What's with this sudden burst of surprise and indignation over the Corbett administration's move to hire a private management firm for the Pennsylvania Lottery?
The effort has been going on for almost a full year, right out in the open, with meetings, announcements and press releases explaining how a private management contract will increase benefits to senior citizens by billions of dollars.
Just because the media wasn't listening doesn't mean we weren't talking.
Last year, on April 2 to be exact, the Department of Revenue issued a news release saying that it would seek qualified bidders for a contract to operate the lottery. Gov. Tom Corbett himself was quoted: "This initiative is simply part of my administration's efforts to tap private sector innovation to make state government work more efficiently and effectively, which is precisely what taxpayers expect."
Some newspapers even editorialized in favor of the idea, saying that if private operators can guarantee more money for the state, at a lower cost to taxpayers, everybody wins.
Between March 27 of last year and Jan. 14 of this, the administration met, conversed or otherwise communicated with legislators of both parties about the lottery privatization effort. Three Cabinet secretaries testified before the House Committee on Aging and Older Adult Services in April of last year. In fact, our outreach data show how public an effort this was:
• "A printed report issued in April, detailing the plan and its timeline.
• "Meetings or phone conversations with at least 127 legislators.
• "Ten 'milestone updates' to either the entire General Assembly or its staff.
• "Twenty-three letters responding to inquiries.
• "Public testimony at two legislative hearings."
On Friday of last week, the administration announced that it had issued a statement of intent to award the contract to Camelot Global Services LLC , a procedural move that freed the Department of Revenue of confidentiality clauses in the bid so it could discuss the proposal in detail before the state Senate Finance Committee.
Cue the opponents, led by leaders of the union representing state lottery employees. They screamed that the proposal was a last-minute rush, done under cover of darkness. One called an email issued at 4:23 p.m., "a midnight raid."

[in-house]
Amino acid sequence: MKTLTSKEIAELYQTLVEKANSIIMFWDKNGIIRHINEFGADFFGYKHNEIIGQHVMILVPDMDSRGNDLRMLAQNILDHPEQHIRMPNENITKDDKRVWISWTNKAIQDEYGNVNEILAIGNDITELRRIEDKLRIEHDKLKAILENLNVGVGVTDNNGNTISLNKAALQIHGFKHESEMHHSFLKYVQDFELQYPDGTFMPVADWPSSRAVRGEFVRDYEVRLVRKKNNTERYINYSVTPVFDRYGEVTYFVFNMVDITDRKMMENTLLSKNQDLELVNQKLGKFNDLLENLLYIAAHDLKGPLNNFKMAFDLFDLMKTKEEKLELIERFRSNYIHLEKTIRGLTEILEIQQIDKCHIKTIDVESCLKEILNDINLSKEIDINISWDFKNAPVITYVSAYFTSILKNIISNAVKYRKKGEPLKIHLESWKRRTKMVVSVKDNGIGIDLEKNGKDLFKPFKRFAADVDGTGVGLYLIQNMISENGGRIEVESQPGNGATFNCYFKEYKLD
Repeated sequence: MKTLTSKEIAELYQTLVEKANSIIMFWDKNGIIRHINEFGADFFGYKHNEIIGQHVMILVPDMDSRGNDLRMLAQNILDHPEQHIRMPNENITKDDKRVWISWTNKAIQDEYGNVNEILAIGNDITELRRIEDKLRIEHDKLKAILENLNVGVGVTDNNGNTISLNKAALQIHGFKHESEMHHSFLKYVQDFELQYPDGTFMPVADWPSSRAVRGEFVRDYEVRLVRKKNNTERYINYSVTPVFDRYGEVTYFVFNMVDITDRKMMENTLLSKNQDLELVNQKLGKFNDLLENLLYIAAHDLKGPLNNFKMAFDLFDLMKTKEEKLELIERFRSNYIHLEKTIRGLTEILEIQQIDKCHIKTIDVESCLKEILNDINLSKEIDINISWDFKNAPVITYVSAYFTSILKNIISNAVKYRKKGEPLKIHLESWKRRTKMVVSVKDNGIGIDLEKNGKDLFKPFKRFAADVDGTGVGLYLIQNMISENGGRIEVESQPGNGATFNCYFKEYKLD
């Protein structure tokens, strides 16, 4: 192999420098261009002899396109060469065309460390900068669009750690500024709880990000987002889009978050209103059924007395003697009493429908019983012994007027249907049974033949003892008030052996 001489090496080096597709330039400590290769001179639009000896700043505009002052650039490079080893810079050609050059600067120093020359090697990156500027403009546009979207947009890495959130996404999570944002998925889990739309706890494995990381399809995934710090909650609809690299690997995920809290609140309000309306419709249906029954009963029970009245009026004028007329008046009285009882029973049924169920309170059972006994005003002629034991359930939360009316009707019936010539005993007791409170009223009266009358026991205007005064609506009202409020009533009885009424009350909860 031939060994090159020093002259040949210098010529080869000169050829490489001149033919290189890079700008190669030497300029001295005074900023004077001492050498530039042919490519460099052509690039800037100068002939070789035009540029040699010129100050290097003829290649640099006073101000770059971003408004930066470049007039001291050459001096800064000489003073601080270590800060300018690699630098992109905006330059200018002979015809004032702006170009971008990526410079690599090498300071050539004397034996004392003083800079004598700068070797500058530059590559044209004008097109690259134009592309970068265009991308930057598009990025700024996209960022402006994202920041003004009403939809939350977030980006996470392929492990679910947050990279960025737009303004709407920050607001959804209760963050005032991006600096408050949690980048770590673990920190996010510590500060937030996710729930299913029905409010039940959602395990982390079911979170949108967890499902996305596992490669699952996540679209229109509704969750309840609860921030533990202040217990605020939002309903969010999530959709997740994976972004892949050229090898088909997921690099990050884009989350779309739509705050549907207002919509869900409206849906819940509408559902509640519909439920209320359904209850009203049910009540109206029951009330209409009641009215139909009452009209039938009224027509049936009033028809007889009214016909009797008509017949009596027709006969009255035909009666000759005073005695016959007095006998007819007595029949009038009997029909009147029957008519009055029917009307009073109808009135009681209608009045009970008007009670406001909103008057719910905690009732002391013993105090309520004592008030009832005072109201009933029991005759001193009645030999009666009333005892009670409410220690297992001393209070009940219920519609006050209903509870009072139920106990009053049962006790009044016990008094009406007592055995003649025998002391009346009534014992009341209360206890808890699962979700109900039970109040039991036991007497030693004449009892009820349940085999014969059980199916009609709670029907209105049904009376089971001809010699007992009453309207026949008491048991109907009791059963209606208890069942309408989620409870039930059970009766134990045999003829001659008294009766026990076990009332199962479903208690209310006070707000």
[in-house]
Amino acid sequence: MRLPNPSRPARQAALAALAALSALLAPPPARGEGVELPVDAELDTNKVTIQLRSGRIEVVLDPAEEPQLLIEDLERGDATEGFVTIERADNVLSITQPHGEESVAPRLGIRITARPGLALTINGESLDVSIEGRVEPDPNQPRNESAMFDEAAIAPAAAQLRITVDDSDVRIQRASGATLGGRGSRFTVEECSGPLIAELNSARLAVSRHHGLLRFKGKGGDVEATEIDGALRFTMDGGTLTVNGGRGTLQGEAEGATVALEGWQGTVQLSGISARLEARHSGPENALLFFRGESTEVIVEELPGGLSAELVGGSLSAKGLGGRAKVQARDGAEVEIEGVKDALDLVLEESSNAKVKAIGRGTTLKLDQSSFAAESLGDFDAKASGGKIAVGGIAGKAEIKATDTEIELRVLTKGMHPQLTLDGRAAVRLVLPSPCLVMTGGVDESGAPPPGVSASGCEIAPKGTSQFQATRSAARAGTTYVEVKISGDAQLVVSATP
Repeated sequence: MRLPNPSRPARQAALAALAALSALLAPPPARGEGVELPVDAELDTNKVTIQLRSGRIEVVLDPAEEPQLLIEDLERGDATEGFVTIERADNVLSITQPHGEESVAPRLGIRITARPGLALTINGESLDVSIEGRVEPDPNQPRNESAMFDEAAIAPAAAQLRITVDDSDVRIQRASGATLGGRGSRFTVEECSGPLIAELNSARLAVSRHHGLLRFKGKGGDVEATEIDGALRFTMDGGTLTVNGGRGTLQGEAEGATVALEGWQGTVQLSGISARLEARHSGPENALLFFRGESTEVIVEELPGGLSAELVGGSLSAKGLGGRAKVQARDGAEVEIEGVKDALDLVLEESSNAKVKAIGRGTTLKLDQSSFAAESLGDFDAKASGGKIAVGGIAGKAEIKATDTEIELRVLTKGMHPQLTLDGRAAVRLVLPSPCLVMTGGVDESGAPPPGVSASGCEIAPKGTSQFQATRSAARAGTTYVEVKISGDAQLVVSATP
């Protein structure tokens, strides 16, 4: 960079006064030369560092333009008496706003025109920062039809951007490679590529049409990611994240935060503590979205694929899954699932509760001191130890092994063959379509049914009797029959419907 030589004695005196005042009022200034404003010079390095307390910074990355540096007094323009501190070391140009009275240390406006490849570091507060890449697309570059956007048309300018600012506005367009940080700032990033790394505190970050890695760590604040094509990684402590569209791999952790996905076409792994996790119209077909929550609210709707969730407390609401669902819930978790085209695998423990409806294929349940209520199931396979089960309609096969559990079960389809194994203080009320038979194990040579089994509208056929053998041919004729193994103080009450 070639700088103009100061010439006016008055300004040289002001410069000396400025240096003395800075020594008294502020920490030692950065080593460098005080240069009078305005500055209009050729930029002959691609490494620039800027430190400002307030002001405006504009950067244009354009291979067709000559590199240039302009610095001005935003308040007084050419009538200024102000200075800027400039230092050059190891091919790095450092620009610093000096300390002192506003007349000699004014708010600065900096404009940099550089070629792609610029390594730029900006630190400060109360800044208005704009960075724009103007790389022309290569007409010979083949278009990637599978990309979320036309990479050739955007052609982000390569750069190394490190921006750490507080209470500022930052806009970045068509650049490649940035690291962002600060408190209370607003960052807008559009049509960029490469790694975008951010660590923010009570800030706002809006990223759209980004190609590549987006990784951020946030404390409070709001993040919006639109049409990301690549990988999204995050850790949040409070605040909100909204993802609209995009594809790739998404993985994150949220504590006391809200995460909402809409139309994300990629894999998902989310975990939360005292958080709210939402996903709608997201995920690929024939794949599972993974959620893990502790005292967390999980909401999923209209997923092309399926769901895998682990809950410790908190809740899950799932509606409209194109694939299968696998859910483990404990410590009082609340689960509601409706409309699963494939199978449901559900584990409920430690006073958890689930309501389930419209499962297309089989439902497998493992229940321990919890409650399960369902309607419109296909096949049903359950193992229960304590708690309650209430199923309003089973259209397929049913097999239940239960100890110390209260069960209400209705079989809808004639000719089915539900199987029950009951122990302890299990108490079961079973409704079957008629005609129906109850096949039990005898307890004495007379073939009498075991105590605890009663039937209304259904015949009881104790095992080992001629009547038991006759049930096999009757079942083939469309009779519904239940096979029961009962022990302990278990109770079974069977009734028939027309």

It sounds exciting, makes for zesty reading, but it simply isn't true.
Camelot's contractual pledge to generate $34 billion in profits over a 20-year period, backed by $150 million in cash collateral and a $50 million letter of credit, puts the lie to claims that Pennsylvania's seniors would lose out under this proposal. In truth, the private management contract takes the sale of a product to a venue where selling is done best: the free market.
Lottery employees affected by this change have received assurances from Camelot that it will seek to hire as many of them as possible. Gov. Corbett, too, has pledged to do his best to find places for those who do not make the shift to Camelot.
No lottery employee need end up jobless under this proposal. Those who are not hired by Camelot are assured that the administration will make the best effort to find another position for them within the commonwealth.
By 2030, one in four Pennsylvanians will be over 60. In other words, 25 percent of our population will need the very services the lottery underwrites. As it now stands, the lottery is not equipped to meet that demand. Camelot's offer provides that assurance.
No, the Pennsylvania Lottery is not broken. But it's headed toward some very rutted road and it's time to install a stronger set of springs.
Now we finally have everybody's attention about why we need to act. We should have had it sooner and would have if the current alarmists had paid attention to what was happening around them.
Daniel P. Meuser is Pennsylvania secretary of revenue. First Published January 17, 2013 5:00 AM